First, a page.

Cypripedium parviflorum var. pubescens — Overview

Yellow Lady's Slipper Orchid learn more about names for this taxon

IUCN threat status:

Not evaluated

Comprehensive Description

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Description

This native perennial plant is 1–2½' tall and usually unbranched. The central stem is round in circumference, rather stout, and densely covered with hair. Three or more leaves alternate along this stem. These leaves are up to 6" long and 4" across. They are oval-ovate, smooth along the margins, and pubescent. Parallel veins are readily observable along the upper surface of each leaf. The base of each leaf clasps the stem. The color of the foliage can vary from dark green to yellowish green, depending on growing conditions and the maturity of the plant. The central stem terminates in 1 or 2 flowers. Each flower is held above the foliage on a long stalk that has a single leafy bract behind the flower. This bract resembles the leaves, but it is smaller in size. Like other orchids, each flower has 3 petals and 3 sepals. However, because two of these sepals are fused together, there appears to be only 2 sepals. The lower petal is in the shape of a slipper or a pouch with an opening on top; it is bright yellow, shiny, and 1¼–2" in length. Within the interior of this petal, there are frequently reddish brown dots. The 2 lateral petals are narrow, more or less twisted, and 2–3¼" in length. They vary in color from greenish yellow to brownish purple and have fine veins running from the base of the flower to their tips. The sepals form an upper hood and a lower hood. They are broader and shorter than the lateral petals, otherwise their appearance is similar. The reproductive organs are located toward the posterior of the slipper-like lower petal. The blooming period occurs from late spring to early summer and lasts about 3 weeks. There is usually no noticeable floral scent. If a flower is successfully pollinated by insects (often this doesn't occur), it will form a sack of fine seeds; these seeds are easily carried aloft by the wind. The root system consists of a tuft of fleshy fibrous roots. When several plants occur together, they are often vegetative offsets of the mother plant.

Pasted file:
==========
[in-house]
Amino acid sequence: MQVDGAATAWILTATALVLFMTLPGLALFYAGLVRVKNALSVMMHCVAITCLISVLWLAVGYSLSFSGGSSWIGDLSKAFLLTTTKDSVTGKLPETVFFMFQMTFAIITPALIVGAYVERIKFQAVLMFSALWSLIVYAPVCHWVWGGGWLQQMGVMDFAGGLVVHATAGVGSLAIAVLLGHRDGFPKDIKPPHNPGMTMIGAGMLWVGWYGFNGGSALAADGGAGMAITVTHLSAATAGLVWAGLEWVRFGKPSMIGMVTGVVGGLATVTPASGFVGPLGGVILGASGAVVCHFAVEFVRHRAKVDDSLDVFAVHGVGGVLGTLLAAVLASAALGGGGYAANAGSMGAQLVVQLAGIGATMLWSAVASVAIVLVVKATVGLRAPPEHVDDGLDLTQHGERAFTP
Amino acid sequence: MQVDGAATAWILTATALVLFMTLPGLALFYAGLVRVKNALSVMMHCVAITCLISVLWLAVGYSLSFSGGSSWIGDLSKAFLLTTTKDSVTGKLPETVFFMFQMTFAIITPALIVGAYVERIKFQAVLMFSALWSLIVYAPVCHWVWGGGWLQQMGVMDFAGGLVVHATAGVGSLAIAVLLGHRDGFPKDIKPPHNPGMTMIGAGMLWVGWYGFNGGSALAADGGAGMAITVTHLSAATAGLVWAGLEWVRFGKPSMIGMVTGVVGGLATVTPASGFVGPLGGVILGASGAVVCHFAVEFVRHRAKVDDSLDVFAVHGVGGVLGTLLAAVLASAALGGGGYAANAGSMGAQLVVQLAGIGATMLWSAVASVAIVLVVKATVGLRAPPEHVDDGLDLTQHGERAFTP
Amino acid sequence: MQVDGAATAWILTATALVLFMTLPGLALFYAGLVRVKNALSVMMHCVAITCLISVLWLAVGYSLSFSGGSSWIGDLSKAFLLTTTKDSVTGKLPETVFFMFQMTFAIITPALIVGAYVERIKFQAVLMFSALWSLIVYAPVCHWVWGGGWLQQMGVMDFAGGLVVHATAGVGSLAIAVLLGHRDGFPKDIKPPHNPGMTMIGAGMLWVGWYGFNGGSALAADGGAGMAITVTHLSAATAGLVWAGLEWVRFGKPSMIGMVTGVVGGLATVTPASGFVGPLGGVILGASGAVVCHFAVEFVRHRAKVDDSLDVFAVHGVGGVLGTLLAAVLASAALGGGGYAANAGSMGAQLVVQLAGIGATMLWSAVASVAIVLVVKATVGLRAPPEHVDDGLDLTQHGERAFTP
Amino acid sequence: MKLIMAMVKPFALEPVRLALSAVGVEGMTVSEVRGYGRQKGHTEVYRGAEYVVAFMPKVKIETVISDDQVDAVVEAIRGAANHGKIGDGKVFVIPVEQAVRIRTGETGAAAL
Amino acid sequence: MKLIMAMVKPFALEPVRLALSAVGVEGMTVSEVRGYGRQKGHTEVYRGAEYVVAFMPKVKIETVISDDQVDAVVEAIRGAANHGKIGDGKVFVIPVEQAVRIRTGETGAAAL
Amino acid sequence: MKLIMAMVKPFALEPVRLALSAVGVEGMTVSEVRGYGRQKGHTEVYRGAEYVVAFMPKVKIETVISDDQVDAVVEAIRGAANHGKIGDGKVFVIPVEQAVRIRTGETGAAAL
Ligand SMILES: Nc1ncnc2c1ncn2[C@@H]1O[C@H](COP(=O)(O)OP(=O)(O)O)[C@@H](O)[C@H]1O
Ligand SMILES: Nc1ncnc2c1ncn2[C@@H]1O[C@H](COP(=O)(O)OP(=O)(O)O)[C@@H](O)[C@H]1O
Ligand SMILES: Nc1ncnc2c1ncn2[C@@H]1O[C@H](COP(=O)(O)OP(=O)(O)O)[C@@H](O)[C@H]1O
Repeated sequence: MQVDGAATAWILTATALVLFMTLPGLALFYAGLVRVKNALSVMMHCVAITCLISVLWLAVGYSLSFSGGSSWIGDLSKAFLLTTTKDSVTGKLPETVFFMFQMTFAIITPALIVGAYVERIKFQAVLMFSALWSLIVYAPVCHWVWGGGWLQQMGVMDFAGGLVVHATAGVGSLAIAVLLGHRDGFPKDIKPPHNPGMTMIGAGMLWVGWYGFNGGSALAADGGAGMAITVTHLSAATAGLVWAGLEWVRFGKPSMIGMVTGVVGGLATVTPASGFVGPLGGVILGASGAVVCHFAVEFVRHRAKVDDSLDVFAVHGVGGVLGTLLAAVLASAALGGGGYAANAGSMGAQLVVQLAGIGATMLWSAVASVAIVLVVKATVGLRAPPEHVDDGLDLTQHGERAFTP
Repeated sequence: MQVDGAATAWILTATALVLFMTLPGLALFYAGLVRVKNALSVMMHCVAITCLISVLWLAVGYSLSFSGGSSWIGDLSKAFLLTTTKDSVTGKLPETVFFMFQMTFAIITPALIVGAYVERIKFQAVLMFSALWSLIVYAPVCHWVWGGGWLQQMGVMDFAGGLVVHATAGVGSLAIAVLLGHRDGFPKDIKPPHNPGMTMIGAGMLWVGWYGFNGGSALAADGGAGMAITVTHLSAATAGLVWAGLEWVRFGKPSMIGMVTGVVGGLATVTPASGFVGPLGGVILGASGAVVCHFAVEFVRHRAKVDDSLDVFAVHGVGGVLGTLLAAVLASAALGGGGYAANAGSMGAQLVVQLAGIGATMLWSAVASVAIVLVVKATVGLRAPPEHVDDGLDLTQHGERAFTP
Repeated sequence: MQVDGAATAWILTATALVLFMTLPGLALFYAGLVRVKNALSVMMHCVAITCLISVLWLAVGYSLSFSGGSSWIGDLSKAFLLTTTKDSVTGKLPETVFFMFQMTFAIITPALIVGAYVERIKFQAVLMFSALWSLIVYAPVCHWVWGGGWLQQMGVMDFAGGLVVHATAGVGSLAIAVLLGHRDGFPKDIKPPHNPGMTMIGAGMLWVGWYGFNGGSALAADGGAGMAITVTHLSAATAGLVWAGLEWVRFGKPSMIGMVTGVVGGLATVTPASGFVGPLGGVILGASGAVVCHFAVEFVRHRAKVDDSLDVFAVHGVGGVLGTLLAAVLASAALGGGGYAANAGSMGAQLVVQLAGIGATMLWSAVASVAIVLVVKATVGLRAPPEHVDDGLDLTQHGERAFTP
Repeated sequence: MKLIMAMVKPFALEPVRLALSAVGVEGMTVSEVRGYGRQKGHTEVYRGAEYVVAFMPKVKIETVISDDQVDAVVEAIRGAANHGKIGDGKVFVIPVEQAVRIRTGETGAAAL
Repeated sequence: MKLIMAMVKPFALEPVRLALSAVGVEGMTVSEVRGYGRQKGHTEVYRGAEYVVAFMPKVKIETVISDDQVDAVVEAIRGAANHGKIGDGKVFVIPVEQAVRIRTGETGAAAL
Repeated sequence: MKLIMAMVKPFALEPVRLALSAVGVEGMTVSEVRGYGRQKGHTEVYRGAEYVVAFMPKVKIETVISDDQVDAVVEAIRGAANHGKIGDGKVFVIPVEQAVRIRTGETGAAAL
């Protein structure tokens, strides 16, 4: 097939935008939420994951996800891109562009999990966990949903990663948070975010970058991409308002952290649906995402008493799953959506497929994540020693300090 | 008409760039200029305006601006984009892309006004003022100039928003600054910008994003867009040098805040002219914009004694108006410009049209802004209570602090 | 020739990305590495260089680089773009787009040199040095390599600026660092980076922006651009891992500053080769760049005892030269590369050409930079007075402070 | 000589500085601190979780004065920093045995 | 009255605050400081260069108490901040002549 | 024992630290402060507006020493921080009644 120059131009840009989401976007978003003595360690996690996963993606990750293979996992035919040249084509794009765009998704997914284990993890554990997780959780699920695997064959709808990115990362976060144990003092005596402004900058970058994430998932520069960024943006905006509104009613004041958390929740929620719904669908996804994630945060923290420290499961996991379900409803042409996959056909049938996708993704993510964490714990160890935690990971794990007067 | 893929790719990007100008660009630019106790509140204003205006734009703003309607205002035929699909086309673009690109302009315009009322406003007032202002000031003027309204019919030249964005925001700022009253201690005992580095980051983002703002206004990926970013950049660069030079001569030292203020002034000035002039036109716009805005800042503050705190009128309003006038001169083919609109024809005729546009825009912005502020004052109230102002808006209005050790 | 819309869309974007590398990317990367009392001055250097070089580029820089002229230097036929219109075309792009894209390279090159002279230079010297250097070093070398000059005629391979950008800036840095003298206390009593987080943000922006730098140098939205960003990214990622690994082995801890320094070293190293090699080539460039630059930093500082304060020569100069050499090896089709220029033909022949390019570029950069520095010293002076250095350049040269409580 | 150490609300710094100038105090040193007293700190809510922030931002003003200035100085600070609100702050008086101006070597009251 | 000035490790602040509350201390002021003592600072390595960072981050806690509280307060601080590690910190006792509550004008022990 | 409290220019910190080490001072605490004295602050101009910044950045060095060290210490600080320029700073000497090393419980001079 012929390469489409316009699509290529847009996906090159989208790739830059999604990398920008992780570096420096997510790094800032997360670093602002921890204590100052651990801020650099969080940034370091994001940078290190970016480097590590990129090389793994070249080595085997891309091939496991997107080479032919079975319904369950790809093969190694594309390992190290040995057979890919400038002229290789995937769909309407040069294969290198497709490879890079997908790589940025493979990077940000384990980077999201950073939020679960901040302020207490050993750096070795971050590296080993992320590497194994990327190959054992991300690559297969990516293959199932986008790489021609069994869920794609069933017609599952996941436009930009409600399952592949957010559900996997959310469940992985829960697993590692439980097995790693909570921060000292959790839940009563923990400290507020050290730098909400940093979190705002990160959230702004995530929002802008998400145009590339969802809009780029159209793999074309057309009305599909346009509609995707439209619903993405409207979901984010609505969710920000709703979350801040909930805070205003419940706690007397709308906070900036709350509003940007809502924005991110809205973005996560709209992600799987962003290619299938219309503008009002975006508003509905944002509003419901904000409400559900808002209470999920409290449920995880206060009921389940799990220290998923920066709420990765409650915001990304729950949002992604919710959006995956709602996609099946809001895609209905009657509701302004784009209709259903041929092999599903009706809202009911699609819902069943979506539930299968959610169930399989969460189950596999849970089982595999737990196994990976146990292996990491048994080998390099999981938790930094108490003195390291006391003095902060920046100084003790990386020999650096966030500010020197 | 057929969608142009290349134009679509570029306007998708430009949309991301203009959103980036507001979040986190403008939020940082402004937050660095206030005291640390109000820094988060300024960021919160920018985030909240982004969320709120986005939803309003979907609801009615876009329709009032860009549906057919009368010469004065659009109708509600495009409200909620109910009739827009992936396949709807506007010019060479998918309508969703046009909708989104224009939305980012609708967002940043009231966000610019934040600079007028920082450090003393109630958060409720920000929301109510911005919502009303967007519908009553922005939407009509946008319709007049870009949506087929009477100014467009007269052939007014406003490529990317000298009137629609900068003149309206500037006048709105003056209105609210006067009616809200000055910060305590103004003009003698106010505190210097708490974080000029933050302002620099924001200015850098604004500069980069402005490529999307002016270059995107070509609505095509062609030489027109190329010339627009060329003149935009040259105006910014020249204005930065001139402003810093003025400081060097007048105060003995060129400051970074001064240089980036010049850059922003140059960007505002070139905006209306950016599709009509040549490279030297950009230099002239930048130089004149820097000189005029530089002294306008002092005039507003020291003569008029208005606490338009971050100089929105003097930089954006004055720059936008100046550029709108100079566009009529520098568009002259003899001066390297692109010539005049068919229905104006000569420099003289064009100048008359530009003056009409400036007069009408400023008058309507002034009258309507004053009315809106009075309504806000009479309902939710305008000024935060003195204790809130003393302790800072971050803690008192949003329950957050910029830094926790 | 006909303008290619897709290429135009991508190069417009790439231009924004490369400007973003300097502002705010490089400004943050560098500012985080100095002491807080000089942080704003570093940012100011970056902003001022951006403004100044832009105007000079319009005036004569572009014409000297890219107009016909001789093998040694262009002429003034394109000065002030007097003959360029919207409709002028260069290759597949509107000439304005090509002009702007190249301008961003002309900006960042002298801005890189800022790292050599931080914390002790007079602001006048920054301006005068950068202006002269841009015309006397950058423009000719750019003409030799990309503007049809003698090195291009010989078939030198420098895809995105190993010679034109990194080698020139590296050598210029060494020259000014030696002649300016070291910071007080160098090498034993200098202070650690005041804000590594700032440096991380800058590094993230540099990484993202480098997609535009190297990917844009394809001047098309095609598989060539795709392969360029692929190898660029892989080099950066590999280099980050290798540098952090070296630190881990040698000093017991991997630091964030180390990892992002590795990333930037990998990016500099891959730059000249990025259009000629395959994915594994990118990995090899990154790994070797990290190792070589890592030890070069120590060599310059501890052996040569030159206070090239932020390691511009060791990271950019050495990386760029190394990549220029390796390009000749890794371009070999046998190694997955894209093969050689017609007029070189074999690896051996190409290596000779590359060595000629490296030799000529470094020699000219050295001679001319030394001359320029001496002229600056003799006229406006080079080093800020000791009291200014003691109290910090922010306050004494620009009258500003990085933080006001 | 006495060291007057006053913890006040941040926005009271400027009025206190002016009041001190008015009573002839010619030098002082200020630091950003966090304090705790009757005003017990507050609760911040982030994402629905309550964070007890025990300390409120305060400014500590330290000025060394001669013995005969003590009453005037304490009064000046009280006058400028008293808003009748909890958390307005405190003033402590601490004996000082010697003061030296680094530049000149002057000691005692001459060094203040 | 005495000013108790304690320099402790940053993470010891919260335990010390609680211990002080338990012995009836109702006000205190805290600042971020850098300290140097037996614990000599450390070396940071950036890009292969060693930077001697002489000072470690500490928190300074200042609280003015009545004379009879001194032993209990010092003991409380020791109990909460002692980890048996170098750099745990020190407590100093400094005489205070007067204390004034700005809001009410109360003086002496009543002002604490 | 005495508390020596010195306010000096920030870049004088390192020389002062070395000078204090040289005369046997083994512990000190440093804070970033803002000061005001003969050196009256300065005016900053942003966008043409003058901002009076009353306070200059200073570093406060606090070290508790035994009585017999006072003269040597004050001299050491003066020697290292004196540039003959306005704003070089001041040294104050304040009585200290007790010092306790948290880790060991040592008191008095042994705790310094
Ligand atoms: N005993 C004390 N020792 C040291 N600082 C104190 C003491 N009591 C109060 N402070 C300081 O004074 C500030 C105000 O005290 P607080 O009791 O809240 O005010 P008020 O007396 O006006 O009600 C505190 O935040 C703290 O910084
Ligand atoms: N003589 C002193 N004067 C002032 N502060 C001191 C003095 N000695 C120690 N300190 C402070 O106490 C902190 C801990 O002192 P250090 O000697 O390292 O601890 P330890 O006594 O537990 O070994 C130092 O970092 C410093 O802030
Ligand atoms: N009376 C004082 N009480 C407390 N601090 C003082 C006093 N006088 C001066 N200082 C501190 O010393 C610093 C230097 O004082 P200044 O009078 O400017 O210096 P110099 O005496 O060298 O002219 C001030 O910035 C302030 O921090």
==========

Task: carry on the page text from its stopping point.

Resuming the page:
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© John Hilty

Source: Illinois Wildflowers

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